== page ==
I think IT needs to realize that in most cases we are a tool to serve the business needs. We can not possibly know everything a business needs to know about both business processes and technology.

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Both Ways

by dogknees In reply to I couldn't agree more

The problem I see with this is that IT staff are expected to learn the soft-skills that others already have, but others aren't expected to learn the hard-skills most IT people have.

Not the detailed technical knowledge, but the formal problem solving techniques and other skills of that sort. Things like being able to analyse their own work and describe it in precise logical terms.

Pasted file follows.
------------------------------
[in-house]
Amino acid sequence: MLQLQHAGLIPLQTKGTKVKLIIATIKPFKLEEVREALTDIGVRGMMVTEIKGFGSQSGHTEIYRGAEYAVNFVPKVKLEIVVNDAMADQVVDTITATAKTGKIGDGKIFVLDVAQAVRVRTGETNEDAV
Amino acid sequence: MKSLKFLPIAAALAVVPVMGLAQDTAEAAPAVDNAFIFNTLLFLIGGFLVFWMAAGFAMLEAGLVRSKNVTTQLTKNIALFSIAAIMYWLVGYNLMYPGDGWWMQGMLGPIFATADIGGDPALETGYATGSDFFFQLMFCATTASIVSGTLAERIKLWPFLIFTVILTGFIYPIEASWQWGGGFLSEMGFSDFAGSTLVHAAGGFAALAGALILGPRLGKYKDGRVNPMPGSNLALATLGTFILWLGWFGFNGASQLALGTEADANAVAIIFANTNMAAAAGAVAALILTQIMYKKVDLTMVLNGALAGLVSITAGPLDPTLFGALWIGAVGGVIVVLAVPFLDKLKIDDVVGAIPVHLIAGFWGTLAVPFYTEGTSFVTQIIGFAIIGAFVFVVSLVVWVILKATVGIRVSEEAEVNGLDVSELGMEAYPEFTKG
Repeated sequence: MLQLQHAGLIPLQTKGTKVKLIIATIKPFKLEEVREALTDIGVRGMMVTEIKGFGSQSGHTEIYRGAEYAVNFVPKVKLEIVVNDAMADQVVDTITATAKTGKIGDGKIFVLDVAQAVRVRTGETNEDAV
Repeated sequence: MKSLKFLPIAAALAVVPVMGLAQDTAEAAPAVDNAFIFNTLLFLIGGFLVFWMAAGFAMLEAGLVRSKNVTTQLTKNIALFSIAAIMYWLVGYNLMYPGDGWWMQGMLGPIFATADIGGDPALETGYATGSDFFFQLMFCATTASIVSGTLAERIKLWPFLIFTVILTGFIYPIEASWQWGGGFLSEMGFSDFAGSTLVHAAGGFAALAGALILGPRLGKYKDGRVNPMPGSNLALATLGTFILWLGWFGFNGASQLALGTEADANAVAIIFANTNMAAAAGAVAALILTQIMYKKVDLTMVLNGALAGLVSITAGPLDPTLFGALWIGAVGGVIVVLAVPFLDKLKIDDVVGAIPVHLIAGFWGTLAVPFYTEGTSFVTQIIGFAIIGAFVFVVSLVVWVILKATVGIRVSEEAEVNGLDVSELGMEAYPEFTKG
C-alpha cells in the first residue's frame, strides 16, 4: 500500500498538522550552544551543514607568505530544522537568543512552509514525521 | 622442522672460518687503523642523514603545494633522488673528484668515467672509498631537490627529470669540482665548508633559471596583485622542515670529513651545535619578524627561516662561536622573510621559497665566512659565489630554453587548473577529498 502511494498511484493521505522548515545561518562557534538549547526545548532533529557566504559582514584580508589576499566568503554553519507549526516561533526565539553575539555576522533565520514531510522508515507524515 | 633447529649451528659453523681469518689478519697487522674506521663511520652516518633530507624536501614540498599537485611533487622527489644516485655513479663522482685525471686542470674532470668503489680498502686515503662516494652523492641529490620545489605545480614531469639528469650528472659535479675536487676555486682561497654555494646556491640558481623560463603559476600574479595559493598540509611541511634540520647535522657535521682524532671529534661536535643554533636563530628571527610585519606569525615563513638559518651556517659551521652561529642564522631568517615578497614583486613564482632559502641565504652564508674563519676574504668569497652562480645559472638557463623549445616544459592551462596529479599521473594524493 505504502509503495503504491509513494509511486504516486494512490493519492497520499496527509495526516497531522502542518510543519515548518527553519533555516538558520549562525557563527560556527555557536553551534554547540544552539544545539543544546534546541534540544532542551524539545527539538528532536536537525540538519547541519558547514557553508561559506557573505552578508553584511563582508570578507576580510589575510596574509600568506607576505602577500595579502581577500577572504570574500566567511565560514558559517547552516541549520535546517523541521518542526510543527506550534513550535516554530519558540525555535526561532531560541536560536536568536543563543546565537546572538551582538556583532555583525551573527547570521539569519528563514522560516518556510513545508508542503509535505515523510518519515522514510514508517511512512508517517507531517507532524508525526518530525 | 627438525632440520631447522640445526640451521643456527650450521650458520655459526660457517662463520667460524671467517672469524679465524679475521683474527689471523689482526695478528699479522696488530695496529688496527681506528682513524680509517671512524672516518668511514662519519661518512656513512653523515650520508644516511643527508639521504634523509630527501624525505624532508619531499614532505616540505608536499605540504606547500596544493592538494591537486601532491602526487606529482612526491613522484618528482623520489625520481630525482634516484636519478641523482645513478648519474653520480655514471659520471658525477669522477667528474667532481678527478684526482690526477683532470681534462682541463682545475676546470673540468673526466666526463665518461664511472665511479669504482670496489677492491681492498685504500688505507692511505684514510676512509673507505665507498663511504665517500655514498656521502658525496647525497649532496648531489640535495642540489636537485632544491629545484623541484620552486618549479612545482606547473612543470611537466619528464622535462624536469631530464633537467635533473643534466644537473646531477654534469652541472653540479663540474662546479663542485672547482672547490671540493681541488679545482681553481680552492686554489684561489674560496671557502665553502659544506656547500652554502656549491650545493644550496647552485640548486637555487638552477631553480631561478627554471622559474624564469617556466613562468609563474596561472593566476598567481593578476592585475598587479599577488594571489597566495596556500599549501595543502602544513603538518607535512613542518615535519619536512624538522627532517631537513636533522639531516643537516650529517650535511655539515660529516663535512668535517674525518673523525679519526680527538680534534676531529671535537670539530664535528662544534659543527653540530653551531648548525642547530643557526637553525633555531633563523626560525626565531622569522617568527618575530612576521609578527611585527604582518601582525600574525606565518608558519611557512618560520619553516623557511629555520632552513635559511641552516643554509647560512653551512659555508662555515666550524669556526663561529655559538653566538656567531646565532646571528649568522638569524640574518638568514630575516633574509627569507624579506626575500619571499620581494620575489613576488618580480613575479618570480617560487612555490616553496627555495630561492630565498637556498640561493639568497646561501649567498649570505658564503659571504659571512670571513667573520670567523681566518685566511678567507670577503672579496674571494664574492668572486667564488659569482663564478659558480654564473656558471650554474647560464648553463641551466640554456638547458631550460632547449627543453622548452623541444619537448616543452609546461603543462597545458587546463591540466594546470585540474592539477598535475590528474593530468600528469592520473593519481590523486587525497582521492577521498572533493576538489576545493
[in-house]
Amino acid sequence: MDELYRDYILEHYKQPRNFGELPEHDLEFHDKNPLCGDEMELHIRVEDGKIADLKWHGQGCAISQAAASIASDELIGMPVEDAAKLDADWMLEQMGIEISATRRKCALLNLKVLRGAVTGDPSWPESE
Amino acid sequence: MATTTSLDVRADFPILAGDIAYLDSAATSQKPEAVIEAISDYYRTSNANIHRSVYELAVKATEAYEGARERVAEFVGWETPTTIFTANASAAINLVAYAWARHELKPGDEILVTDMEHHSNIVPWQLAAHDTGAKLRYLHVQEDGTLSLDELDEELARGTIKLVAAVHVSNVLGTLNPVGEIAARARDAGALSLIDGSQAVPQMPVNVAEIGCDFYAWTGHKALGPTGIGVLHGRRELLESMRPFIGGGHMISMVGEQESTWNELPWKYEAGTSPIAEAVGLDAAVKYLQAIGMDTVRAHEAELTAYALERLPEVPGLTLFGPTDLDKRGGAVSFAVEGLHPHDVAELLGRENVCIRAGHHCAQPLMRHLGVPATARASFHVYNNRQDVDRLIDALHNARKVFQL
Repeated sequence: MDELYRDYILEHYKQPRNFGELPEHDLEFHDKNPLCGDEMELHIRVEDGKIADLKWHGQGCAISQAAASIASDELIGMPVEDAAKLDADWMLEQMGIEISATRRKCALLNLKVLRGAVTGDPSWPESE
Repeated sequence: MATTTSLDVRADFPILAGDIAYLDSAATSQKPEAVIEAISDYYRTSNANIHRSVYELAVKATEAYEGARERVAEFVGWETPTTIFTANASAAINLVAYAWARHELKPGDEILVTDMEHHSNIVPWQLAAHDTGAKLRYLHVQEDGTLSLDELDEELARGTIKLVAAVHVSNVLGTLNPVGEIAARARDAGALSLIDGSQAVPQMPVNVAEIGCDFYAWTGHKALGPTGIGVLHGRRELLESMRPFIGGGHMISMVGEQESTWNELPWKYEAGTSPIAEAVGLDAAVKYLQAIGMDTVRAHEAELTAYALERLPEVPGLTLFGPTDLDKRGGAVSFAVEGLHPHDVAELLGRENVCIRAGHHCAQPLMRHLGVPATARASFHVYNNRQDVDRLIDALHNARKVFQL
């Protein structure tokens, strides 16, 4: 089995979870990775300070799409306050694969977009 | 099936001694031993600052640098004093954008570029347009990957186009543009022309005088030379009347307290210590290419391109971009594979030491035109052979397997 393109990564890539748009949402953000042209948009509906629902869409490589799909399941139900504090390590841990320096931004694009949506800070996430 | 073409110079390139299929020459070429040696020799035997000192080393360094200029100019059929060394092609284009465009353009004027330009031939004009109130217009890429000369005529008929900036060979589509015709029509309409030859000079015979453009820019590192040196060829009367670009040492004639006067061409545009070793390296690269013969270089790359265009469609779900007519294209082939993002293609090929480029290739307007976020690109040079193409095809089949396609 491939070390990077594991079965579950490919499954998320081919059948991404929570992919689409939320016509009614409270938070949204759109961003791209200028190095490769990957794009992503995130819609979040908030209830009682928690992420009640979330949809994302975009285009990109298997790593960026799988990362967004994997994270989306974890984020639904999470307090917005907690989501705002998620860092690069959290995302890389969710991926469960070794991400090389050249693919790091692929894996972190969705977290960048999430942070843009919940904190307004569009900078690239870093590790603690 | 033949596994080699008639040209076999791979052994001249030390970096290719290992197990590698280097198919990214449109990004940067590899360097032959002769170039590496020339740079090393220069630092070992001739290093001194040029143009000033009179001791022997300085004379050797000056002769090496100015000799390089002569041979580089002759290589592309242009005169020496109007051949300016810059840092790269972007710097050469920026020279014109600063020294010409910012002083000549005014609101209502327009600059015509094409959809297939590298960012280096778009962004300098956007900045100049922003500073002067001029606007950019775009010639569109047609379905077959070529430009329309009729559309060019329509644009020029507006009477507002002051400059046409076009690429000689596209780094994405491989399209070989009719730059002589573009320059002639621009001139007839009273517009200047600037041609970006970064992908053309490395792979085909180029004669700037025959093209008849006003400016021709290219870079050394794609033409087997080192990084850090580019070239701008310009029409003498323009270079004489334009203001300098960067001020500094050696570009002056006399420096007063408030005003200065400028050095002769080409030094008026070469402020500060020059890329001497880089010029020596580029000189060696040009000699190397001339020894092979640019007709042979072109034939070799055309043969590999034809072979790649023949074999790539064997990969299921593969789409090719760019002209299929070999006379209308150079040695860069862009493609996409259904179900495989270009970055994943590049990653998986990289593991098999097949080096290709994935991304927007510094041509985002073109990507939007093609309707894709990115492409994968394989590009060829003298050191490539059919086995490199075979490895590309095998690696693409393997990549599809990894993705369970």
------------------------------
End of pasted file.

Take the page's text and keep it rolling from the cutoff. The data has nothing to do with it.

Being able to work out a good filing methodology is a great example. This is a skill I'd assume every professional in any field should have, but the majority don't. I'm happy to assist people in the technical side of building a folder structure, but I'm often also expected to design the structure because the business people can't do it effectively. Documenting a workflow is another one. Why can't the people who do the job everyday describe it accurately and concisely? Why shouldn't they be expected to do so?

Being able to research something effectively is another that anyone with a degree should have. How else did they learn anything in university?